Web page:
Normally customers get interest for saving. In recent years, however, many banks have passed the ECB penalty interest on to their customers. A court has now cashed in on Commerzbank’s relevant clauses.
Commerzbank suffered a defeat in the legal dispute over penalty interest on customer savings. Clauses that provide for a custody fee on savings deposits put customers at an unreasonable disadvantage and should therefore not be used, the Frankfurt Regional Court ruled on Friday. According to a statement, the chamber obliged the bank to inform consumers that the clauses may no longer be used. According to the court, the judgment does not initially answer the question of whether customers can reclaim interest already paid.
The judgment (Az.: 2-25 O 228/21) is not final and can be appealed to the Higher Regional Court in Frankfurt. Commerzbank initially did not want to comment on the content: “Please understand that we are not commenting at the moment and will first examine the reasoning for the judgment.”
Complaint by the Hamburg consumer advice center
The Hamburg consumer advice center had filed a complaint against provisions in the list of prices and services and the price display of Commerzbank. These provided for a fee of 0.5 percent per year on savings deposits. New customers had to pay this above an allowance of 50,000 euros, for existing customers higher allowances of up to 250,000 euros were provided.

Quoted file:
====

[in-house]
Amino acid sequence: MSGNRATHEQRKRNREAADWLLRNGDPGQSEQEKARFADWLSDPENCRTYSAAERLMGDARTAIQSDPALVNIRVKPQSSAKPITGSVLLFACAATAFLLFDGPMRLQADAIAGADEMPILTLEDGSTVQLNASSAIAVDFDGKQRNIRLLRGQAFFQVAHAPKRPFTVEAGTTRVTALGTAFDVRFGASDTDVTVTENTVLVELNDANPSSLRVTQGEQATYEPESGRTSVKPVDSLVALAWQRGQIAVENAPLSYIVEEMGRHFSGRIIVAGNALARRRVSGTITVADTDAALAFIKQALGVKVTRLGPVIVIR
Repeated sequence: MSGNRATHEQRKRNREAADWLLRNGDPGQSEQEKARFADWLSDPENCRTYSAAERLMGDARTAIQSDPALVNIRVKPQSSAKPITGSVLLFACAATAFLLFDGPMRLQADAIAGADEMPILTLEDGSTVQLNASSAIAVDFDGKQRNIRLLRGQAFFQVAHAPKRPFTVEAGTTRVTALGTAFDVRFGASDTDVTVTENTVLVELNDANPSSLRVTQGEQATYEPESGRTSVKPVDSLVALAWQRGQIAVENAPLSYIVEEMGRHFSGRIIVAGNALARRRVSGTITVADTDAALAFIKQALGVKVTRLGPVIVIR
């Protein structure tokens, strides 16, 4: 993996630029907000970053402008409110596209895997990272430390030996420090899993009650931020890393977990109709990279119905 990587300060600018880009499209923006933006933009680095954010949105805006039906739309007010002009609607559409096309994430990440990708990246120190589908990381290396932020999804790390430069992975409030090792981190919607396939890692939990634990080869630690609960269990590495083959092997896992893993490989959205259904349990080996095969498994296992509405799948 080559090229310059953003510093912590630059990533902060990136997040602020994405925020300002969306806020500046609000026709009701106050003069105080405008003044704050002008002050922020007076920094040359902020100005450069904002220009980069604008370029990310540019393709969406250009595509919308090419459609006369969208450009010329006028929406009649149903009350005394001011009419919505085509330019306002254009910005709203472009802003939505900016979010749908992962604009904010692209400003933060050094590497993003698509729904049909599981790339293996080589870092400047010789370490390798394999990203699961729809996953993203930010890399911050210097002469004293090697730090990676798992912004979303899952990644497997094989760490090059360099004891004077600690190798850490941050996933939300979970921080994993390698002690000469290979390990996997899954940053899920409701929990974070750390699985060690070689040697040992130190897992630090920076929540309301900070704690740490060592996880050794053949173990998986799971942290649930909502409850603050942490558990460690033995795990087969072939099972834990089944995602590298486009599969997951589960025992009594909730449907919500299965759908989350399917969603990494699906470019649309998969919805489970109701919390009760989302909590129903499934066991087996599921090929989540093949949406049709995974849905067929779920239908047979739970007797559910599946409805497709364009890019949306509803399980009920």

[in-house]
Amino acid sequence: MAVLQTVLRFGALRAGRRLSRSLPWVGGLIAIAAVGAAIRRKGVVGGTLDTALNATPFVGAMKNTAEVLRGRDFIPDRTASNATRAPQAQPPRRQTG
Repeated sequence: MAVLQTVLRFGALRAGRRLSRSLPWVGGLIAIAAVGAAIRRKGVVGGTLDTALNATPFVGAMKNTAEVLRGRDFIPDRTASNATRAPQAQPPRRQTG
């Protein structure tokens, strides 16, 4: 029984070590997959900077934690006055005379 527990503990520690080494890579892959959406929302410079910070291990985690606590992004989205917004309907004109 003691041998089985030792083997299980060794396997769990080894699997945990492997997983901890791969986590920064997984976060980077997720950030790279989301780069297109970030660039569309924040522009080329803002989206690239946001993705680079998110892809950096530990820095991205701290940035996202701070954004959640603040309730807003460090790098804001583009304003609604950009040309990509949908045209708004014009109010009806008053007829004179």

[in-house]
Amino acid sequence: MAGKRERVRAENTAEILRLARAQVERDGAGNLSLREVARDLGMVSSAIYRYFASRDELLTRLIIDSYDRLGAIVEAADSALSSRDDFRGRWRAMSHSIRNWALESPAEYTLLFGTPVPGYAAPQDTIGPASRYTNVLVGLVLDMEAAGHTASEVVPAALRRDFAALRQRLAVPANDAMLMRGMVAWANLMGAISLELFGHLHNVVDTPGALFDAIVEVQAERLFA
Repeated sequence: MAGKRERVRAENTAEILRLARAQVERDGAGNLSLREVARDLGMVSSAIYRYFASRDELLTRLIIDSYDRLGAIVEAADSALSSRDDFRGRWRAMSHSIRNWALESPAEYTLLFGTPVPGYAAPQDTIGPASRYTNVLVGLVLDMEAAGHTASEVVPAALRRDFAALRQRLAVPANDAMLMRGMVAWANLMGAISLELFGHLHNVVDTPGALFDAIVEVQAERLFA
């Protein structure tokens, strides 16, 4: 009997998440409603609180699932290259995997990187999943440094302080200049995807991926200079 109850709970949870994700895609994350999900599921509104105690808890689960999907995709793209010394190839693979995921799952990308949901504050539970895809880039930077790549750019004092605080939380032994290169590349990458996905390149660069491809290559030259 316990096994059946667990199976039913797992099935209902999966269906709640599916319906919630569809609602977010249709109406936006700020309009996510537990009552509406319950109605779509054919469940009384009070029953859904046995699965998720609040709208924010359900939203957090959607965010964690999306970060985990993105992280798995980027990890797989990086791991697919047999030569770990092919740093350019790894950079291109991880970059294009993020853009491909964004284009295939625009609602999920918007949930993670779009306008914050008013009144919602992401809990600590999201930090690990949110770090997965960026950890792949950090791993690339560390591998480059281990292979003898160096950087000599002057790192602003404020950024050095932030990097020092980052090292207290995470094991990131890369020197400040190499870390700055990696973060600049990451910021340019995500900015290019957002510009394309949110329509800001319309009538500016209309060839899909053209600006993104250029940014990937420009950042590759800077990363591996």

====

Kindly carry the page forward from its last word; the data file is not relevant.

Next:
The so-called custody fees, which a number of banks had introduced in the meantime, were a consequence of the monetary policy of the European Central Bank (ECB). At times, financial institutions had to pay 0.5 percent interest on money parked at the central bank. Many institutes passed the costs on to their customers. Only in July of this year did the ECB abolish these penalty interest rates, and as a result banks also eased the fee screw. Commerzbank, for example, has not been charging any custody fees since July 2022.
With its lawsuit, the consumer advice center was concerned with having the issue legally clarified in principle for the future. The regional court complained that with the controversial clauses the bank was passing on operating costs to customers “without real consideration”. Negative interest rates also contradict the concept of savings deposits.
The Hamburg consumer advice center spoke of a “good day for consumers”: “With its judgment, the Frankfurt am Main district court puts a stop to Commerzbank’s attempt to illegally take money out of customers’ pockets.”